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Daymond John on ‘Shark Tank’ investments, FUBU’s comeback, and the Power of Broke

Larry King NowJan 20 '16

He's dubbed the godfather of urban fashion and the people's shark. The FUBU founder and 'Shark Tank' investor opens up about hustling his way to millions, beating Mark Cuban, & what the $1.5 billion Powerball winners should do with their newfound wealth.



*Posted Online on Ora.TV on Jan 20th 2016:

"I started with the love for this amazing new music called hip hop that was coming around in the early 80s. It was kind of like Twitter and Instagram. It was a destructive technology because the kids were talking to each other through the music about their hopes, their dreams, their aspirations, and the plight of the community. We never got to see that on television. I wanted to dress this community because nobody else was dressing this community, so i started to make hats one at a time and sell one at a time." - Daymond John on his start in the fashion industry.

"That was the power of broke and I realized after closing something three times that you desperately want this thing to happen and it doesn't matter. You'll sacrifice all or whatever you have to make it succeed. That gave me power, gave me discipline, it gave me energy and it gave me drive." - Daymond John on the power of being broke.

“Who's going to ever make something for us, by us? A community. A culture. Not a color because then we didn't want to be guilty of the same prejudices that these people were putting on us. And that's when we came up with Fubu."

"I would go and find these pencils and I would scrape the paint off the pencils. I'd paint the name of the prettiest girls in school on the pencils. I'd go over to the guys and say, ‘Hey, you don't want to knock her teeth out, do you? You want to sit with her. Why don't you buy this pencil from me with her name on it and then you can sit with her at lunch and give her the pencil.’...I found out what vanity was. I found out that the girls would pay two times the amount of money for the same exact pencils and that’s how I started making money." - Daymond John on his first business.

"We didn't think it was ever going to last past the sizzle reel. Then lo and behold, seven seasons later. It is something I’m very proud of being part of." - Daymond John on the unexpected success of NBC’s Shark Tank.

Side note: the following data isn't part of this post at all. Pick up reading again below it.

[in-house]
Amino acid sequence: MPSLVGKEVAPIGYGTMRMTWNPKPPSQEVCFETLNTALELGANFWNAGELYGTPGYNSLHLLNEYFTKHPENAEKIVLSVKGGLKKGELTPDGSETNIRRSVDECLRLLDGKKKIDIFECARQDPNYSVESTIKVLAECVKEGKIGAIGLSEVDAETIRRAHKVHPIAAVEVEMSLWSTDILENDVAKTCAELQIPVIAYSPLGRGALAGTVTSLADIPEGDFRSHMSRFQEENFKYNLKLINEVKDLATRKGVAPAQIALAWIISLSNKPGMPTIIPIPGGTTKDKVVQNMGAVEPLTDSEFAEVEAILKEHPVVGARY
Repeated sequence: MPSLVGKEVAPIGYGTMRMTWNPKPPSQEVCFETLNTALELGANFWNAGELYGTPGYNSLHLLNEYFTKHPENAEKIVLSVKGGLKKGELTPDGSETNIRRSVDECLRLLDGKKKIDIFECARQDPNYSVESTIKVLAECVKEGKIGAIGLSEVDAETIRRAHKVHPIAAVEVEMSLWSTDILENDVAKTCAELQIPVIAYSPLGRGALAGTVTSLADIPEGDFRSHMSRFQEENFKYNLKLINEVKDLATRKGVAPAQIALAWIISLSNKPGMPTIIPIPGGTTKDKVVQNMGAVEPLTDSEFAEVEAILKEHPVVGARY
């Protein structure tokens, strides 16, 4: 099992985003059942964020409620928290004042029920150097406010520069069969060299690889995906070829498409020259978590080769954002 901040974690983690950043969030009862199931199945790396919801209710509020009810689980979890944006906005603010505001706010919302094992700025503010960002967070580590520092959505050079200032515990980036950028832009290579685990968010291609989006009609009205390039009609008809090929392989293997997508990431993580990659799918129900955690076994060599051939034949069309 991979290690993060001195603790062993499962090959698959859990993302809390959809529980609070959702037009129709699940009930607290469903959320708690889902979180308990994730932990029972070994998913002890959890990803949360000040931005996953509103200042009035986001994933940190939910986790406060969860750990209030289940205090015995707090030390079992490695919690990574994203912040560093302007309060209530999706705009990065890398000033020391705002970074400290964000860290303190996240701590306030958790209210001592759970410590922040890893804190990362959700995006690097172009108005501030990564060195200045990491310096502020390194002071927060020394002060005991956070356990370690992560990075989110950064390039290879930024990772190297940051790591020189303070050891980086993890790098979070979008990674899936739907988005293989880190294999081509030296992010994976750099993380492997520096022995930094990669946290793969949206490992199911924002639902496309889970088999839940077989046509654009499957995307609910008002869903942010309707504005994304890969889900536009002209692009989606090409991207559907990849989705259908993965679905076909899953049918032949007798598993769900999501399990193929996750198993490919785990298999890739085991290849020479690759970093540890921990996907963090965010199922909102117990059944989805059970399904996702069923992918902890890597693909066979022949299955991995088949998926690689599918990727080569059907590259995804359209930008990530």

"I would say about 40% now are doing extremely well. I would say if you asked me that 3 years ago, I would say about 25%, so every year it probably grows a little bit." - Daymond John on his percentage of successful investments.

"A great entrepreneur is somebody who learns from their mistakes. They know that they're going to fail way more than they are going to succeed. They surround themselves with like-minded people. They know that they need mentors in their life. They take an affordable stance and they act, they learn, and then they repeat. And these are people who have a drive. They know they need to get up before everybody in the morning and go to bed after everybody and not let anybody out hustle you."

"I would say, first of all, once you get that ticket and if you are not all over the news, you call up everybody you can and ask to borrow money from them and see who lends you the money." - Daymond John’s advice for the recent powerball winners.

"I would absolutely recommend college to others."

"Auctions. Buying everything that I can at an auction." - Daymond John on his guilty pleasure.

"It's gonna be between Tom Ford and probably Dsquared2" - Daymond John on his favorite clothing designer.

"I was a waiter at Red lobster at the world possible time, which was when they introduced cheddar bay biscuits because you get paid off the food you sell, so if everybody comes in for free flaky cheddar bay biscuits and drinks some water, and leaves, you don't make any tips. I’m still upset about that but now I go and do it.”